✍🏻 Professor Romance’s 4 ⭐️ Review: Melanie Ting’s Snowballed ✍🏻

Overall Grade: ⭐️ ⭐️ ⭐️ ⭐️

Melanie Ting’s Snowballed does what most of the other Moo U stories don’t: allows us to dream over an Asian-American hero, one so self-possessed that you can’t help but love the depth of his seriousness. For me, as I reflected on Noah, I likened him to a character from Grey’s Anatomy: Nico Kim, the incredibly handsome, but serious orthopedic surgeon resident. Like Nico, Noah’s focus oftentimes diminishes his ability to live a full life. With that comes his perceived expectations from his father, a former NHL hockey star. When Noah determines that he cannot remove the shadow of his father and his brother’s successes with hockey, he makes a choice to join the Moo U Hockey team for his final playing season. His father, angered by his son’s choice, cuts him off financially, and Noah is forced to live and work on a farm so that he has a place to live. There, he meets the heroine of Snowballed, Zoe, a vibrant, seemingly happy, and positive go-getter of a heroine. What we find as this story progresses is Zoe’s exterior is a mask to hide a depth of grief that she has never fully processed. With Noah’s too serious, too disciplined persona and Zoe’s erstwhile identity, it’s obvious that they will be a fiery match. 

Ting is so careful in crafting Zoe and Noah’s journeys. Noah’s freedom allows him to gain an independence that was lacking under his father’s plan. As he engages in farm work and skates for a team wildly different from his last, he begins to gain confidence in his decision-making that allows him to move past his father’s rules for his life. In that, he is able to self-advocate. Through Noah’s story, Ting deftly reminds her readers that people must make their own choices and live their best lives without regret.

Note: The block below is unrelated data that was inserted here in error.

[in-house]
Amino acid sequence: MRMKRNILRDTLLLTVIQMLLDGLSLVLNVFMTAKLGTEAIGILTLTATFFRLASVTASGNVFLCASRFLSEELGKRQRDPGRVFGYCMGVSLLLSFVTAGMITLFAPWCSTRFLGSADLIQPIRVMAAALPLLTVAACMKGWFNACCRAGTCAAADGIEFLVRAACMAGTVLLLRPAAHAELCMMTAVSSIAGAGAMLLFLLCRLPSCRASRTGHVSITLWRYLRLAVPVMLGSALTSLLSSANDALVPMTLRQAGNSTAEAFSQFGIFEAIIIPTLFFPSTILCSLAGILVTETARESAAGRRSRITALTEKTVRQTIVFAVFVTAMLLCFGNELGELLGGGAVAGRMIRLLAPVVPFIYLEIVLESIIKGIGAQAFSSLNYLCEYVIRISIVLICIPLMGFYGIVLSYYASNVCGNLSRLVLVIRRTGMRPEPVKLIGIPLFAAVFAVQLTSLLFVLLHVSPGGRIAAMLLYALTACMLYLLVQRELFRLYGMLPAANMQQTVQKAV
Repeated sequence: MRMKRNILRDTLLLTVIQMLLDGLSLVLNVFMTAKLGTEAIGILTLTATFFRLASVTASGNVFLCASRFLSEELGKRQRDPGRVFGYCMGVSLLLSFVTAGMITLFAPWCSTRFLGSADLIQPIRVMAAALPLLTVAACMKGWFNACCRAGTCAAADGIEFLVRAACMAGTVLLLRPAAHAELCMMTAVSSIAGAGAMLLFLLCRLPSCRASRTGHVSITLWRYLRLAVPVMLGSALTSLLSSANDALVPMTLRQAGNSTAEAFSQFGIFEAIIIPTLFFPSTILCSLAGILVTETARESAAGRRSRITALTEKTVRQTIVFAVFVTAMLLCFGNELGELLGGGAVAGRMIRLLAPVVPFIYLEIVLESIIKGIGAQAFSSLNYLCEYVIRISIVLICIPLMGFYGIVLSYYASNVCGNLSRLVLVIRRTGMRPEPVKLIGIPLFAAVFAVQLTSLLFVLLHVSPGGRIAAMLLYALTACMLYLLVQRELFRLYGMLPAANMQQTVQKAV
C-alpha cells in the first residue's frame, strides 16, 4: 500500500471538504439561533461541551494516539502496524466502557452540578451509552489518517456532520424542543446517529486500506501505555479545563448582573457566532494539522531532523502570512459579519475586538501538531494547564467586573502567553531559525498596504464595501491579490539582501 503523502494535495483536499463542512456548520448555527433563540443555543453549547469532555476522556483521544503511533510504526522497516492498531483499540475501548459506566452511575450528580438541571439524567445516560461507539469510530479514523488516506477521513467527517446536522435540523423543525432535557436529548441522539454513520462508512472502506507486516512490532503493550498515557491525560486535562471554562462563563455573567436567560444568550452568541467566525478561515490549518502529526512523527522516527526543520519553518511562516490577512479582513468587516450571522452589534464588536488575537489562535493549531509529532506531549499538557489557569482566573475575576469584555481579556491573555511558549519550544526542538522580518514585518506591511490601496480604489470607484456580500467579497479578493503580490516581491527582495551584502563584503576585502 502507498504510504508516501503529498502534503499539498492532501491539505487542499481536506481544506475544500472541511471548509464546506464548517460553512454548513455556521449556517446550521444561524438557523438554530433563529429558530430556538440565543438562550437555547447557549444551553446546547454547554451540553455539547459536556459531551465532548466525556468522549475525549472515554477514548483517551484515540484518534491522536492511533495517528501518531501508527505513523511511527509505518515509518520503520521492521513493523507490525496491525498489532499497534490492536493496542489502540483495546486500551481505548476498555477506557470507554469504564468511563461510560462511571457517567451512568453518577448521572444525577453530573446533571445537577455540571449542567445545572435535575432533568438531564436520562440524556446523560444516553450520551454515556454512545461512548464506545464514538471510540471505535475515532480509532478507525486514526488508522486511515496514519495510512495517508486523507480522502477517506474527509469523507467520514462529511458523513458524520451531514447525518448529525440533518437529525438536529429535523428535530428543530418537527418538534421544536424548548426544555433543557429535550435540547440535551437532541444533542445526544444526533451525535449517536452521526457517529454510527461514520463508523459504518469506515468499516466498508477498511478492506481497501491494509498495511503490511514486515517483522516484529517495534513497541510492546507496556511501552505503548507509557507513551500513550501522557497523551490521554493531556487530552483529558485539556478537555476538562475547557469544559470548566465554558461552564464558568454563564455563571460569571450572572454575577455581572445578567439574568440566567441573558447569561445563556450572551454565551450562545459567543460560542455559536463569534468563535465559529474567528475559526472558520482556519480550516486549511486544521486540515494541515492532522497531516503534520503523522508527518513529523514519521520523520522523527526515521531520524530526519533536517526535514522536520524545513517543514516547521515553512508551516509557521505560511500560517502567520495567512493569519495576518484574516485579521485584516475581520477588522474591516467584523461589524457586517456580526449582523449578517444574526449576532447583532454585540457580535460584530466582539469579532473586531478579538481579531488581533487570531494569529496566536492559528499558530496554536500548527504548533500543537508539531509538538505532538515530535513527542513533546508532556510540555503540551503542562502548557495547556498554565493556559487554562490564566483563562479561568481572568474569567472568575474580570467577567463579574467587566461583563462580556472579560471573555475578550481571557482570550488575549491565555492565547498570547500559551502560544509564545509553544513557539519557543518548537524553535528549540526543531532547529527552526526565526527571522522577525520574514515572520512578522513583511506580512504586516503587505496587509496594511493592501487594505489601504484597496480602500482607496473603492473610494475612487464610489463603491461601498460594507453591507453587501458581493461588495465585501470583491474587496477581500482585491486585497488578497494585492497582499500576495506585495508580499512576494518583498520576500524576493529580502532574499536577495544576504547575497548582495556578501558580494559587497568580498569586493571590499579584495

Zoe’s story, while wrapped in a package of vivacity and ambition, illustrates the importance of the grieving process. At a surface level, Zoe works hard, always puts a smile on her face, and she radiates positivity. But there are cracks. As the story progresses, Noah uncovers those fractures. Through her story, we recognize the power of therapy to delve into the difficult parts of our lives. As Ting does with Noah, she aptly crafts a heroine who is seemingly strong and motivated on the outside but has a much darker inner spirit. Ting’s careful pacing of their story allows the story to be elaborated at the right timing. 

Where the story suffers, though, is in the chemistry between Noah and Zoe. Honestly, I was never quite sure that Noah was passionate about Zoe. It’s clear that he grows to like her, but the depth of their “love” is difficult to believe, mostly because Noah reads like an automaton. And, as Zoe’s mental health unravels a bit, she reads as desperate for him. With Noah’s emotional distance and Zoe’s messy feelings, their chemistry gets lost to some degree. The epilogue for this story saves it, but I don’t feel a burning passion between Zoe and Noah, which might be difficult for some readers. 

I love that Melanie Ting brought Noah into the World of True North. We need diverse characters with diverse backgrounds. With Noah, we are treated to part of the Japanese culture through his bachan. Beyond that, though, Zoe and Noah’s story about letting go of parental expectations is the meat and potatoes of Snowballed, and it’s a worthy read just on that measure. 

In love and romance,

Professor A


I teach students to write for college. I love to read writers who write romance. Why not review and promote the writing of people who love to write romance? Win-win for me

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